This book is a collection of papers by clinicians united in their conviction about the importance of directly engaging and interacting with the baby in the presence of the parents whenever possible. This approach, which draws on the work of Winnicott, Trevarthen and Stern, honours the baby as subject. It re-presents the baby to the parents who may in that way see a new child, in turn shaping the infant's implicit memories and reflective thinking. Recent neurobiological, attachment and developmental psychology models inform the work. The book describes the underpinning theoretical principles and the settings and forms of direct clinical practice, ranging from work with acutely ill babies, to more everyday interventions in crying, feeding and sleeping difficulties, as well as infant-parent psychotherapy. Clinicians at The Royal Children's Hospital Melbourne from the disciplines of psychiatry, psychoanalysis, psychology, nursing, speech pathology, child psychotherapy, paediatrics, and music therapy describe their work with ill and suffering babies and their families.

chapter Two|10 pages

Engaging with the baby as a person: early intervention with parents and infants

ByFrances Thomson-Salo

part I|80 pages

Interventions in Acute Health Settings

chapter Three|14 pages

The sick baby in hospital

ByCampbell Paul

chapter Four|12 pages

Perceptions of parents of tube fed babies: a preliminary analysis

ByLibby Ferguson, Campbell Paul

chapter Six|16 pages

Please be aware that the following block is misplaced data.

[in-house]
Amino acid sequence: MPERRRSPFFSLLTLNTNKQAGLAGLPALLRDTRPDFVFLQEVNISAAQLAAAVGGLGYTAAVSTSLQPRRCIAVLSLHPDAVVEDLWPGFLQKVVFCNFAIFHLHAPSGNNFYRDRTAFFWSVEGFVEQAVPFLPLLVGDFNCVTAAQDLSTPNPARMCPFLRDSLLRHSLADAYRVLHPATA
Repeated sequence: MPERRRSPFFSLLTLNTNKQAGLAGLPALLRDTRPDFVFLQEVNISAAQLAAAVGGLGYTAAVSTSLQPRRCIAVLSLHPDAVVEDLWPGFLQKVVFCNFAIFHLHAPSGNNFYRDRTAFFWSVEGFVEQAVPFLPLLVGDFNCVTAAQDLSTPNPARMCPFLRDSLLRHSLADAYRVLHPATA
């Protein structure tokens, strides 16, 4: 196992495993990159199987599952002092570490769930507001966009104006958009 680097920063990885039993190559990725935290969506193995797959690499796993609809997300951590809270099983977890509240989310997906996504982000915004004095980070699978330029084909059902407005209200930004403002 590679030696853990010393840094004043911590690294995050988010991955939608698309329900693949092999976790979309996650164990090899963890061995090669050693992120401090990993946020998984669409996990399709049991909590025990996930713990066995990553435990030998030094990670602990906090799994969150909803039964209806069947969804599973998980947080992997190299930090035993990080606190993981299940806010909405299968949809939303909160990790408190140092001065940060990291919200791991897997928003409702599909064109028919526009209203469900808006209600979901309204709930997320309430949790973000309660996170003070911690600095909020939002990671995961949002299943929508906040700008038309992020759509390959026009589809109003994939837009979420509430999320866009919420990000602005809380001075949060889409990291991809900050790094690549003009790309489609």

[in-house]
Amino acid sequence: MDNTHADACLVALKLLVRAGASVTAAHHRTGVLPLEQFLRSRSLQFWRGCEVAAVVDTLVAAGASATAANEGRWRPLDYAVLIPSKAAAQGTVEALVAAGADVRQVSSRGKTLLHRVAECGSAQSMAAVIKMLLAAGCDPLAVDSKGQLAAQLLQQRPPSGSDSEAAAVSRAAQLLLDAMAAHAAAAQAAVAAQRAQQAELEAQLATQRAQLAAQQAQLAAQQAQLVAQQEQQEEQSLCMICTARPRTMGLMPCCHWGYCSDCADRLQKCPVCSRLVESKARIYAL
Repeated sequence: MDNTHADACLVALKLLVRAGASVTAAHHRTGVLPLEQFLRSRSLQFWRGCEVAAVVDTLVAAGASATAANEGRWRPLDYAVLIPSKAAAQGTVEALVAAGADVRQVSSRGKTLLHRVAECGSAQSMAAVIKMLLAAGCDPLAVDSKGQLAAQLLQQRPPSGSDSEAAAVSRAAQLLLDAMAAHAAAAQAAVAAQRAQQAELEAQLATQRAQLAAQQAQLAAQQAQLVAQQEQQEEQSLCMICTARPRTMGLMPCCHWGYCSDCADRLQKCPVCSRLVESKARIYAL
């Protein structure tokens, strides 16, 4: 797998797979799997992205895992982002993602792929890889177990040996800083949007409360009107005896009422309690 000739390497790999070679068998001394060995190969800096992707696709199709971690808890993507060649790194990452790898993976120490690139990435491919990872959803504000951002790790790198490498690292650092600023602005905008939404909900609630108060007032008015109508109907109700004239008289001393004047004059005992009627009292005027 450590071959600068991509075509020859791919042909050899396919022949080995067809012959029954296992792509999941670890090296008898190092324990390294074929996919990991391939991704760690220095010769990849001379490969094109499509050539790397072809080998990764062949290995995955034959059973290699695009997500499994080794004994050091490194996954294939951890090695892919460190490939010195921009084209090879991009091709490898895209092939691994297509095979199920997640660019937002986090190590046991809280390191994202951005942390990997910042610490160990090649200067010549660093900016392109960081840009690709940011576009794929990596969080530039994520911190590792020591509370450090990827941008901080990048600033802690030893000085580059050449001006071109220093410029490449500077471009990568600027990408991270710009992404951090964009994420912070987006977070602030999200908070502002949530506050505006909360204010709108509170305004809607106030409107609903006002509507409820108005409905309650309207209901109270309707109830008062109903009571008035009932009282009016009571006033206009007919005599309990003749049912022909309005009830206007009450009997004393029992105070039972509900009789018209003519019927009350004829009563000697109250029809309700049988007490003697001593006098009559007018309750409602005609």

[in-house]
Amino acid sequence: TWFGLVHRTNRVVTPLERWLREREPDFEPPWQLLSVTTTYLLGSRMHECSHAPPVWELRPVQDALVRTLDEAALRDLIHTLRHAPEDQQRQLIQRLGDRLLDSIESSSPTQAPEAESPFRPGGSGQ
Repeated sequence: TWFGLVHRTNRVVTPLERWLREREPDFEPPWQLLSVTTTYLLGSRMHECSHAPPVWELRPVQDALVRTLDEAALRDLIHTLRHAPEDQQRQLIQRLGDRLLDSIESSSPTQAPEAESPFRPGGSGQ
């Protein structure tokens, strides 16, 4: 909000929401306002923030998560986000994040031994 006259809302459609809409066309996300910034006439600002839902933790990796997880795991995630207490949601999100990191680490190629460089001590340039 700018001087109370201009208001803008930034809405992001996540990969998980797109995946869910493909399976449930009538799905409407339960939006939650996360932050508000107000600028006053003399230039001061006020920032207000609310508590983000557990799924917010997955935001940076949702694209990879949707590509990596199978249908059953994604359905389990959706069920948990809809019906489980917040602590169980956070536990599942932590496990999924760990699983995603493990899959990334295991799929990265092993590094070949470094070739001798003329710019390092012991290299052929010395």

Two children in acute wards

BySue Morse

chapter Seven|8 pages

Working in twilight: infant mental health interventions with babies who may die

ByMegan P. Chapman, Campbell Paul

chapter Eight|16 pages

Infants dependent on technology at home: enabling the staff

BySarah Jones, Robyn Hayles

part II|32 pages

Interventions in Crying, Feeding, and Settling Difficulties

chapter Nine|5 pages

Reflux and irritability

ByBrigid Jordan

chapter Eleven|20 pages

In the nurse’s consulting room

ByMichele Meehan

part III|53 pages

Infant–Parent Therapy

chapter Twelve|8 pages

Talking with infants

ByRobin Wilson

chapter Thirteen|8 pages

When twins present: creating space to be seen

ByTeresa Russo

chapter Fifteen|8 pages

Tom’s perfect world

ByJulie Stone

chapter Sixteen|19 pages

Babies in groups: the creative roles of the babies, the mothers, and the therapists

ByCampbell Paul, Frances Thomson-Salo

part IV|47 pages

Interventions with Infants with Problems of Relating

part V|28 pages

Interventions with Infants Exposed to Family Violence

chapter Twenty-One|4 pages

Infancy and domestic violence: an annotation

ByBrigid Jordan

chapter Twenty-Two|9 pages

Working with a sick baby born of a rape

ByCampbell Paul

chapter Twenty-Three|12 pages

Sara: psychotherapy with a mother–infant dyad with a background of violence

ByDimitra Bekos

part VI|30 pages

Reference Papers

chapter Twenty-Four|14 pages

Some principles of infant–parent psychotherapy

ByFrances Thomson-Salo, Campbell Paul

chapter Twenty-Five|14 pages

The infant who looks but does not see

ByCampbell Paul

chapter |7 pages

Epilogue: The spare room: a father confronts his fatherhood

ByJoanna Murray Smith